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192.168.11.0 range is the client side and 192.168.1.0 range is internal connection to a leased line router and its IP is 192.168.1.1. So what I want to do the what ever the traffic comes to eth0 (192.168.11.73) should be routed to 192.168.1.1
Hi though I have configured net.ipv4.ip_forward=1 and firewall is down, I am unable to route via this machine.
So you're trying to configure this host as a router? If so, you will probably want to use iptables, and a host of rules to forward traffic between the two interfaces. What is the use case for your desired router: home network, routing between subnets on a LAN, other? There are commonly packages or tools to assist in creating an appropriate set of rules, and I suggest using them, unless you have significant expertise in creating routers or other networking devices using Linux.
Hi Guys, so just enabling net.ipv4.ip_forward is not enough is it? I need to configure iptables as well to start the IP forwarding? I though otherwise, you just have to enable net.ipv4.ip_forward to get a basic route going for starters
Your question casts some confusion. The 'route' command is not really related to the concept of using the host as a router. Setting routes is used to tell the IP stack how to send packets from the host, on an appropriate interface and/or to an appropriate gateway. Using the host as a router/firewall is a separate matter, and uses iptables rules (lots of them for a well configured setup) to configure appropriate routing of traffic between LANs or LANs and WAN. The central difference has to do with where the data originates: either on the host itself, or on some other host & requiring traversal of the router to a host on a different network.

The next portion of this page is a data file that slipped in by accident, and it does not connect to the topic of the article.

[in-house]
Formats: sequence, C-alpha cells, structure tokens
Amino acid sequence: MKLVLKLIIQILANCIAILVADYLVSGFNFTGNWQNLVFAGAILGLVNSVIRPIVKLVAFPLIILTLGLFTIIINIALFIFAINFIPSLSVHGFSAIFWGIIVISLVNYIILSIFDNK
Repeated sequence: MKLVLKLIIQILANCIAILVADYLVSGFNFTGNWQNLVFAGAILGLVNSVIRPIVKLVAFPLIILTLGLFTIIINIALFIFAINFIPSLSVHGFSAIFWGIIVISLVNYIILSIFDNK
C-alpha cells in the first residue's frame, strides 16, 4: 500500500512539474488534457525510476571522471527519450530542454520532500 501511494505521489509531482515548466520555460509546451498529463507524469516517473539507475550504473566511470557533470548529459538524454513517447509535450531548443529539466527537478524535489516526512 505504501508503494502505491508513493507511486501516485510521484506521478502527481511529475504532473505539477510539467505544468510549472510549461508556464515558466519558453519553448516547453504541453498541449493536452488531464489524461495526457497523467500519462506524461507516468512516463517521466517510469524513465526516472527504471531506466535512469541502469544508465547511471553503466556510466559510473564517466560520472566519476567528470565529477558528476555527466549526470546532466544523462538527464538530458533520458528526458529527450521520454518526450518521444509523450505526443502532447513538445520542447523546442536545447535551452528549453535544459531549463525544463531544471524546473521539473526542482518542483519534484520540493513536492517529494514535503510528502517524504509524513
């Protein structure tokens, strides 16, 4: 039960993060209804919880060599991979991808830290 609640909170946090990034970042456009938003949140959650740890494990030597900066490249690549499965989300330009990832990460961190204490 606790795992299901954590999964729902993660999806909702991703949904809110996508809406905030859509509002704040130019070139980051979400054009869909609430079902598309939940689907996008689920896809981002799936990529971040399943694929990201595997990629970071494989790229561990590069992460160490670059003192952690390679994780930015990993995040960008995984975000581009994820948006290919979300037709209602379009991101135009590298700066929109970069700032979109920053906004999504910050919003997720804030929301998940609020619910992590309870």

You really need to explain what your objective is (just setting up routes, or configuring the host as a router), so people can answer accordingly. I see answers here that seem to touch on both sides.
Hi theNbomr, thank you for the explanation. my senario is as below
I have tow sub-nets one is 192.168.11.0 and the other is 192.168.1.0 can I use Redhat linux box to route packets between these two networks without having to configure firewall (host as a router)
Since I did the above just a linux box with 2 network interfaces, facing 11 and 1 ranges. I have enabled net.ipv4.ip_forward = 1 and added its default gate way as 192.168.1.1 since this is yet another router facing the internet. Since 11 and 1 ranges are known to the router I dont think I have to add any specific route to routing table. And the firewall is off
My problem is when I try to ping 192.168.1.1 (internet route) from 192.168.11.120 (client in 11 range and its gateway is set to 192.168.11.254 (linux box which I am trying to configure as router)) I get a time out. If I to do a traceroute to 192.168.1.1 it will go up to 192.168.11.254 and stops with *****. But I can ping from the route to be to any machine on 11 rang and 192.168.1.1 route
I dont understand what I going on. as per help I got it looks like I need firewall as well to achieve my objective